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  • Shaken Baby Syndrome

    Tuesday, 21 July 2015 16:28
  • Amniotic fluid problems

    Thursday, 14 May 2015 12:54
  • Choosing a pre-school

    Friday, 10 April 2015 17:50
  • Newborn reflexes

    Tuesday, 03 March 2015 15:49
  • Mastitis

    Tuesday, 03 March 2015 15:41
  • Pelvic floor exercises

    Wednesday, 11 February 2015 17:20
  • Colic

    Wednesday, 11 February 2015 17:11
  • Antenatal Classes

    Monday, 03 June 2013 09:34
  • Strap-in-the-Future

    Thursday, 30 June 2011 13:52

Vaginal or perineal tears

Vaginal_TearsIt is common to tear during a vaginal birth. Vaginal tears are rips in the skin and muscles above or near the vaginal opening. Tears most frequently occur in the perineum, the region between the anus and the opening to the vagina. There are four degrees of vaginal tears that are classified on the basis of their severity - this includes both the size of the tears and the muscles affected.

First and second-degree tears involve superficial lacerations in the skin and underlying fatty tissue. Although painful, these tears are generally easy to repair. Third and fourth degree tears are larger, deeper lacerations, involving muscle tissue and therefore involve more complex surgical interventions. 50-60% of women who tear require stitching and 2% will suffer tearing that reaches the anus.

Repairs are carried out under general or local anaesthetic and are usually done as soon as possible after birth. Post-operative care is necessary to prevent infection or damage to the newly repaired tear. If an early diagnosis is made and appropriate treatment is provided, there is a good chance of a full recovery. 60-80% of patients have no symptoms after 12 months.


Vaginal tears may be caused by any of the following factors:
  1. Your baby’s head is too large to fit through the vaginal opening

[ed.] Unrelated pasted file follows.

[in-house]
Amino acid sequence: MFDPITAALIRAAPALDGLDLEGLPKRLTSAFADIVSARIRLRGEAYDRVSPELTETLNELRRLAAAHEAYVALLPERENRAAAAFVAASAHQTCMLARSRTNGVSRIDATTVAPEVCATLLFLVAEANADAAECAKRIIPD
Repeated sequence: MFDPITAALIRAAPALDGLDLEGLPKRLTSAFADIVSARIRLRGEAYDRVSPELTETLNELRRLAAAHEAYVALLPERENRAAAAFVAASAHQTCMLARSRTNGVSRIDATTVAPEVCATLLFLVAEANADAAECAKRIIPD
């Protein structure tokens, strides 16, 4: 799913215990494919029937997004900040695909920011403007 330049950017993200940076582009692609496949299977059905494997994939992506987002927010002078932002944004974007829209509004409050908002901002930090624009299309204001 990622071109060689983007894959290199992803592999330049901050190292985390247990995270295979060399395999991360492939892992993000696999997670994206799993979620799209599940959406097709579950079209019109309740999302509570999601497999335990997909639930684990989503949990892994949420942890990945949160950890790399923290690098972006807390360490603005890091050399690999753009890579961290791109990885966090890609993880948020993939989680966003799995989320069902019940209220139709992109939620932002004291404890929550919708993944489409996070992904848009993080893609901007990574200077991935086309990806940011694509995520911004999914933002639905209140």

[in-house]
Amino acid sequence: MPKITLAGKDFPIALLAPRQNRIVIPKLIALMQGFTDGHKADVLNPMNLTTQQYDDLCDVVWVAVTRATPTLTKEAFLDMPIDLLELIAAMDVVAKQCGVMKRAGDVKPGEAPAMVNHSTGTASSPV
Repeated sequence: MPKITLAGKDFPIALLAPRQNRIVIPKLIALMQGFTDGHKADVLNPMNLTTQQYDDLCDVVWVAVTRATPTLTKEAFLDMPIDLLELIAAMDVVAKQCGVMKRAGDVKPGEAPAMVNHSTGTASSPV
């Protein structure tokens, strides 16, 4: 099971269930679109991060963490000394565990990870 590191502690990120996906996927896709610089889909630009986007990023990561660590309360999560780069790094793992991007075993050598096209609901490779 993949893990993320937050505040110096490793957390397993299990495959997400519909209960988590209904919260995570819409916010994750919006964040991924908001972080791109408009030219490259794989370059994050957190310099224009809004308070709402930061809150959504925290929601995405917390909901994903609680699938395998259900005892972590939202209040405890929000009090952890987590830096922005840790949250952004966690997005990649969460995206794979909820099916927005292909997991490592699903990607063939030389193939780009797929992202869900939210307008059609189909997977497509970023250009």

2. Your baby is in a breech position and is coming down the birth canal with their feet or buttocks first
  3. Labour has progressed too quickly, without there being sufficient time for the perineum to stretch
  4. You are unable to control your pushing
  5. Minor lacerations can occur during sexual intercourse
  6. Inadequate lubrication and vaginal dryness can lead to trauma that produces cuts or abrasions. Minimal vaginal fluid secretion may be due to insufficient foreplay or may be related to menopause, which causes the thinning of the vaginal walls and vaginal dryness

  1. Superficial vaginal tears may produce mild bleeding
  2. Pain and burning during urination
  3. General pain and discomfort
  4. Severe vaginal tears may produce heavy bleeding
  5. If you have lost a considerable amount of blood, you may feel weak, faint and dizzy
  6. Lower abdominal pain


Your doctor will be with you during labour and will notice if you tear and he/she may suggest doing an episiotomy in order to prevent tearing. This is a surgical procedure in which the vaginal opening is made larger so that your baby does not tear your vagina or the surrounding muscles during birth


First-degree tears are the least painful of all vaginal tears and tend to heal naturally, often without any stitching. These tears only affect the skin around the vagina and tend to be less than one half inch in length.

Second-degree tears are deeper into the vaginal tissue and affect the perineal muscles. Stitching is required to close the wound. This type of tear is also associated with a good prognosis and tends to heal well over a few weeks.

Third degree tearing not only involves the vaginal tissue and perineal muscles, but the tearing of the anal sphincter too. Stitching is essential and the surgical repair of the muscles may be required. Third degree tears take six weeks or more to heal.

Fourth degree vaginal tearing is the most severe and involves the vaginal tissue, perineal muscles, anal sphincter muscles and the rectum. Surgical repair is necessary for healing to begin. Women who experience post-operative fecal incontinence may require additional surgery. During the healing process, rectal tearing requires a strict cleansing regime to avoid infection. Wounds associated with fourth degree tearing, take 6-8 weeks to heal.

In rare cases, there may be abnormal healing and additional surgery may be needed to repair significant tears.

How to take care of yourself after a tear or episiotomy:
  1. Your doctor may prescribe non-steroidal anti-inflammatory (e.g. ibuprofen) drugs or other medication (e.g. acetaminophen) to ease the pain you are experiencing.